First of all, I wanted to give a shout to Frank at Bad Money Advice. His site was always one of my favorites in personal finance, and it’s good to see that he’s back with a new post on the Postal Service.
Those of you who have your own complaints about the methods and illogical madness of personal finance will enjoy Frank’s in-depth analysis of typical personal finance matters.
But Back to Postal Delivery…
As we all know, the USPS is in a world of hurt. Negative operating income plus serious deficits in the pension program make it a massive money drain. The USPS requires perpetual bailouts from the public trust to continue operations.
Some would say that the USPS should be privatized. Often we hear that UPS and Fedex could pick up the slack should the USPS go the way of the dinosaur. Just think of what the private firms have in common with the public USPS:
- Networks – UPS and Fedex have thousands of locations and drop-off spots across the country.
- Infrastructure – Both private firms have the capacity to sort billions of packages annually.
- Labor – UPS and Fedex likely already have drivers delivering packages to your neighborhood.
Suffice it to say that if the USPS were to disappear, UPS and Fedex should be able to pick up the public postal office’s demand, right? The transition should be perfect!
Hold that Thought
The problem with the USPS is that it is required by law to ship letters even if it costs the organization money. Neither UPS or Fedex have that problem. It’s the major issue at play here – USPS cannot be purely driven by profit.
For whatever reason, this tends to be overlooked. The US Postal Service has to lose money on some deliveries because it has to deliver every letter or package customers want shipped.
If I receive 1 letter per day, the USPS still has to bring it to my mailbox. I would assume that the USPS would lose money if I only received 1 letter each day. If I were to receive 100 letters each day, I would be a wildly profitable customer. There are many households where the USPS shows up to drop off a stamped envelope only to lose money on the transaction. You would have a very, very hard time convincing Fedex and UPS to do that. You would have an even harder time convincing people to pay even more to mail a letter.
The Logic is in the Model
The Post Office has a partnership with Fedex to deliver “SmartPost” packages. Fedex agrees to ship the packages by air or ground to a shipment center. The USPS takes it from the warehouse or destination point to the end customer.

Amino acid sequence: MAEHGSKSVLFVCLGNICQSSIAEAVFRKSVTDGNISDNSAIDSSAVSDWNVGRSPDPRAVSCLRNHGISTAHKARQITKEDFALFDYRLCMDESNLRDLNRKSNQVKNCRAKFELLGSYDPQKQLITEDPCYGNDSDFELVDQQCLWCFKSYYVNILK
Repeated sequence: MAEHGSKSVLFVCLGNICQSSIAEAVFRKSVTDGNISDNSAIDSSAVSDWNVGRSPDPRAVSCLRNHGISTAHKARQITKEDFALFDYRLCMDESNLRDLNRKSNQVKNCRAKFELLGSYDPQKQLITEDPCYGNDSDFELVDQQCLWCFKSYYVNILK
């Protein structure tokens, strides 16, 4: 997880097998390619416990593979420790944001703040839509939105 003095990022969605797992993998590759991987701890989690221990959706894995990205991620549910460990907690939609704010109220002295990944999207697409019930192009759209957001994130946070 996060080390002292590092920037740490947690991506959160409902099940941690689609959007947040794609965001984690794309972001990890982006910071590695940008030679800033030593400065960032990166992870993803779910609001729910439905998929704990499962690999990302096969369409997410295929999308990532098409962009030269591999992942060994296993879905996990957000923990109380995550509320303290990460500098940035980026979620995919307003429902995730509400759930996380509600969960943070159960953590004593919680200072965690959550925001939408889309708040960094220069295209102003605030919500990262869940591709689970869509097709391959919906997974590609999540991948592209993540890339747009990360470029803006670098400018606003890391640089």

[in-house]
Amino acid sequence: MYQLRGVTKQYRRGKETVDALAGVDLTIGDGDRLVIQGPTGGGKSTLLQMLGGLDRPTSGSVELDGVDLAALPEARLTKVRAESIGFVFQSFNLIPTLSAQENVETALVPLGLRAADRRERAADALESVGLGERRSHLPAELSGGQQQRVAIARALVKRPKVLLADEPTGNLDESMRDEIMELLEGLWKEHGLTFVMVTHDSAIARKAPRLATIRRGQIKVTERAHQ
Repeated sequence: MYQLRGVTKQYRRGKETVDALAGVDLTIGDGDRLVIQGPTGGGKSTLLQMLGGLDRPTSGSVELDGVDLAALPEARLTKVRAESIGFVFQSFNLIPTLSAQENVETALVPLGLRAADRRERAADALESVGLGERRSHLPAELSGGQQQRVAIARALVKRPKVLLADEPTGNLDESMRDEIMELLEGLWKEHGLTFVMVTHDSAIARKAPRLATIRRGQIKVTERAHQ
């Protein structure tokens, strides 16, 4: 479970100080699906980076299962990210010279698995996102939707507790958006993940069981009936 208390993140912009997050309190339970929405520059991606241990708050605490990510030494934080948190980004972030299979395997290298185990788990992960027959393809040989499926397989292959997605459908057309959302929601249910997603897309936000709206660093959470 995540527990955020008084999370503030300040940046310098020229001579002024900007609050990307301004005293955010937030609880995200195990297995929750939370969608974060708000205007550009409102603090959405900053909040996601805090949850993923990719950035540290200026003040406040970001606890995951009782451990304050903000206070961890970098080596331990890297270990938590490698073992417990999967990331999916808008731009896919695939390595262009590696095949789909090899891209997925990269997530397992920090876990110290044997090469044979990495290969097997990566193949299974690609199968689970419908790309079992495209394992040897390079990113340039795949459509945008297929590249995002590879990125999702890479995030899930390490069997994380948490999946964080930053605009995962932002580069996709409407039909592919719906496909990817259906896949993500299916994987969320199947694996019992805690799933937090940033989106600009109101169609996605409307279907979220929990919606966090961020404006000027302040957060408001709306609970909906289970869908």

Because the USPS has to deliver mail anyway! Your postman already stops at the mail box of the average household once per day, so adding another package to the shoulder bag of a mail carrier makes way more sense than sending Fedex truck and worker out to make final delivery for a single package.
If it doesn’t make sense for Fedex to send a truck out when the USPS is making a stop at every household already, why does anyone think that it will be cheaper for Fedex and UPS to split the load?
Fedex is a marginal cost consumer of the USPS’s work. Marginal cost consumption comes up everywhere! We’re marginal cost consumers of gasoline when we purchase goods or services online rather than in brick and mortar retail stores.
The Boston Consulting Group expects that daily mail volumes will decline from 3.8 pieces per delivery point in 2009 to 2.8 pieces by 2020. Thus, by 2020, postal workers will make the same number of stops for 26.3% less mail. The decline is very real, very costly, yet very much unavoidable. Stamps are not going up in price because of gas, wages, or pensions – it’s all about mail volumes. Pretty soon, the USPS’s route is going to be full of unprofitable 1 letter per day deliveries. (I’m assuming it already is.)
So, given that declining mail volumes are the real problem, how would Fedex and UPS have immunity from declining revenues per mail box? If they both deliver to the same houses every day, the price to mail anything will go up. Look at it this way: if 3.8 pieces of mail are delivered by USPS today, why would 1.9 pieces of mail delivered by Fedex and 1.9 delivered by UPS be cheaper? It’s insanity.
The USPS isn’t going anywhere
I will be dead before the USPS says its final goodbye, and I expect to spend another eight decades on this planet. Will it go to a delivery schedule with five days instead of six? Probably. It might eventually go to three days a week. Who knows?
But what we can know is, for as long as people enjoy living in the middle of nowhere, the USPS is not going to disappear. Some letters cost $2 each to deliver because of rigidity and low-volumes relative to high fixed costs. Some cost $.10 because of high volumes and proportionally smaller fixed costs.
The USPS is a very effective way to subsidize and normalize the cost to send a letter. Given that its infrastructure is key to keeping the delivery of mail as cheap as it can be, it won’t go away any time soon. Granny won’t tolerate a $5 charge to send a birthday card to her grandkid in BFE, Iowa. Credit card companies won’t tolerate higher mailing prices to spread Bernanke’s low rates to my mail box, either.
And for that reason, and that reason alone, the USPS isn’t going anywhere. It’s merely a budgetary boondoggle, given that the USPS ended the fiscal year with a $5.1 operating loss, an amount equal to about .13% of the 2011 Federal budget. Besides, the real culprits here are online statements and bill pay.